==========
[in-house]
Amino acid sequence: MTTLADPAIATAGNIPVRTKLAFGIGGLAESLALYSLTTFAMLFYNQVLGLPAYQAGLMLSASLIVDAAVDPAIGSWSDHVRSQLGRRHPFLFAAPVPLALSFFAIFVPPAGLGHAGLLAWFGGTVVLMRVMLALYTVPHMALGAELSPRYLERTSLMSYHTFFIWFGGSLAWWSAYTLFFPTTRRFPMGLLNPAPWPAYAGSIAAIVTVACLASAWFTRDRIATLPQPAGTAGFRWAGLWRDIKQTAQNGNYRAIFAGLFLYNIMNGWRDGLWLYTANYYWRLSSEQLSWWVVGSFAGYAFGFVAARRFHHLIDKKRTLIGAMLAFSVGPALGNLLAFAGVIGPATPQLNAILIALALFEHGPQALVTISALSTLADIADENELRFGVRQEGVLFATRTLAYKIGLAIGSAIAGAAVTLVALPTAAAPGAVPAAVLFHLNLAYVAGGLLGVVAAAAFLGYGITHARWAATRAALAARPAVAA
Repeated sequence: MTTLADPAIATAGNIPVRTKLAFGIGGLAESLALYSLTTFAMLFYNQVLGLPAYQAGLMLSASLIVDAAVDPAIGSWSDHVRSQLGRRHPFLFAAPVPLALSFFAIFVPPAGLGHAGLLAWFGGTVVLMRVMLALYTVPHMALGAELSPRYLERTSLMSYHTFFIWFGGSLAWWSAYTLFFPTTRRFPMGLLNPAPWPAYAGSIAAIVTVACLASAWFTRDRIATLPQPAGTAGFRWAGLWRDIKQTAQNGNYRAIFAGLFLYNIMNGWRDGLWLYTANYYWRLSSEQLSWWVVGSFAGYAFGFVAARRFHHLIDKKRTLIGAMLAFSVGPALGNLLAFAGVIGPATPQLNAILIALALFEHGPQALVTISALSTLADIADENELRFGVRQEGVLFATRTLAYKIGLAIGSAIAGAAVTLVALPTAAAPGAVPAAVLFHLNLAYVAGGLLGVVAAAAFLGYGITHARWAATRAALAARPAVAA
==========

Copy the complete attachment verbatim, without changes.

[in-house]
Amino acid sequence: MTTLADPAIATAGNIPVRTKLAFGIGGLAESLALYSLTTFAMLFYNQVLGLPAYQAGLMLSASLIVDAAVDPAIGSWSDHVRSQLGRRHPFLFAAPVPLALSFFAIFVPPAGLGHAGLLAWFGGTVVLMRVMLALYTVPHMALGAELSPRYLERTSLMSYHTFFIWFGGSLAWWSAYTLFFPTTRRFPMGLLNPAPWPAYAGSIAAIVTVACLASAWFTRDRIATLPQPAGTAGFRWAGLWRDIKQTAQNGNYRAIFAGLFLYNIMNGWRDGLWLYTANYYWRLSSEQLSWWVVGSFAGYAFGFVAARRFHHLIDKKRTLIGAMLAFSVGPALGNLLAFAGVIGPATPQLNAILIALALFEHGPQALVTISALSTLADIADENELRFGVRQEGVLFATRTLAYKIGLAIGSAIAGAAVTLVALPTAAAPGAVPAAVLFHLNLAYVAGGLLGVVAAAAFLGYGITHARWAATRAALAARPAVAA
Repeated sequence: MTTLADPAIATAGNIPVRTKLAFGIGGLAESLALYSLTTFAMLFYNQVLGLPAYQAGLMLSASLIVDAAVDPAIGSWSDHVRSQLGRRHPFLFAAPVPLALSFFAIFVPPAGLGHAGLLAWFGGTVVLMRVMLALYTVPHMALGAELSPRYLERTSLMSYHTFFIWFGGSLAWWSAYTLFFPTTRRFPMGLLNPAPWPAYAGSIAAIVTVACLASAWFTRDRIATLPQPAGTAGFRWAGLWRDIKQTAQNGNYRAIFAGLFLYNIMNGWRDGLWLYTANYYWRLSSEQLSWWVVGSFAGYAFGFVAARRFHHLIDKKRTLIGAMLAFSVGPALGNLLAFAGVIGPATPQLNAILIALALFEHGPQALVTISALSTLADIADENELRFGVRQEGVLFATRTLAYKIGLAIGSAIAGAAVTLVALPTAAAPGAVPAAVLFHLNLAYVAGGLLGVVAAAAFLGYGITHARWAATRAALAARPAVAA